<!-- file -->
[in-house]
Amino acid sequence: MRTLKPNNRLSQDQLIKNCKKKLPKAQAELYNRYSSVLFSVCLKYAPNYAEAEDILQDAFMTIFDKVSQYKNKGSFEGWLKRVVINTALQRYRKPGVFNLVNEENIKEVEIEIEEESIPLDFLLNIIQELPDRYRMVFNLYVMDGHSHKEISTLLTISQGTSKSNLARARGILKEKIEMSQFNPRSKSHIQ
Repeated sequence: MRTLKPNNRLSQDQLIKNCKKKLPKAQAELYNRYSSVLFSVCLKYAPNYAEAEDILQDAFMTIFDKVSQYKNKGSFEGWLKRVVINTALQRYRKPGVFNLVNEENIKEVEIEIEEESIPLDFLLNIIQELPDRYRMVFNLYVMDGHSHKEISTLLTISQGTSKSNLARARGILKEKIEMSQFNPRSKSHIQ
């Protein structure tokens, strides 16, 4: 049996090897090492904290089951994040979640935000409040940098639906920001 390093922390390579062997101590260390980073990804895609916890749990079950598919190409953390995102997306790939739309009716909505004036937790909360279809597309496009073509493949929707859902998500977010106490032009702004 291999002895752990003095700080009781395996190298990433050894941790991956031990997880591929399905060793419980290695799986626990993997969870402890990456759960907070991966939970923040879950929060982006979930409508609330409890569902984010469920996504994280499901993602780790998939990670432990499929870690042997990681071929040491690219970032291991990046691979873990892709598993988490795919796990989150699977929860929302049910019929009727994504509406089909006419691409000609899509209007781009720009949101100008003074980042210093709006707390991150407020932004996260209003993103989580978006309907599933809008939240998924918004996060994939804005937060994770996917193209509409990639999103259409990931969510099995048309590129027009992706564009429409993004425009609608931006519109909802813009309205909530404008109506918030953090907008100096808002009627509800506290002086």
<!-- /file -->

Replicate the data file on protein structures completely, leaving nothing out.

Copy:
[in-house]
Amino acid sequence: MRTLKPNNRLSQDQLIKNCKKKLPKAQAELYNRYSSVLFSVCLKYAPNYAEAEDILQDAFMTIFDKVSQYKNKGSFEGWLKRVVINTALQRYRKPGVFNLVNEENIKEVEIEIEEESIPLDFLLNIIQELPDRYRMVFNLYVMDGHSHKEISTLLTISQGTSKSNLARARGILKEKIEMSQFNPRSKSHIQ
Repeated sequence: MRTLKPNNRLSQDQLIKNCKKKLPKAQAELYNRYSSVLFSVCLKYAPNYAEAEDILQDAFMTIFDKVSQYKNKGSFEGWLKRVVINTALQRYRKPGVFNLVNEENIKEVEIEIEEESIPLDFLLNIIQELPDRYRMVFNLYVMDGHSHKEISTLLTISQGTSKSNLARARGILKEKIEMSQFNPRSKSHIQ
């Protein structure tokens, strides 16, 4: 049996090897090492904290089951994040979640935000409040940098639906920001 390093922390390579062997101590260390980073990804895609916890749990079950598919190409953390995102997306790939739309009716909505004036937790909360279809597309496009073509493949929707859902998500977010106490032009702004 291999002895752990003095700080009781395996190298990433050894941790991956031990997880591929399905060793419980290695799986626990993997969870402890990456759960907070991966939970923040879950929060982006979930409508609330409890569902984010469920996504994280499901993602780790998939990670432990499929870690042997990681071929040491690219970032291991990046691979873990892709598993988490795919796990989150699977929860929302049910019929009727994504509406089909006419691409000609899509209007781009720009949101100008003074980042210093709006707390991150407020932004996260209003993103989580978006309907599933809008939240998924918004996060994939804005937060994770996917193209509409990639999103259409990931969510099995048309590129027009992706564009429409993004425009609608931006519109909802813009309205909530404008109506918030953090907008100096808002009627509800506290002086």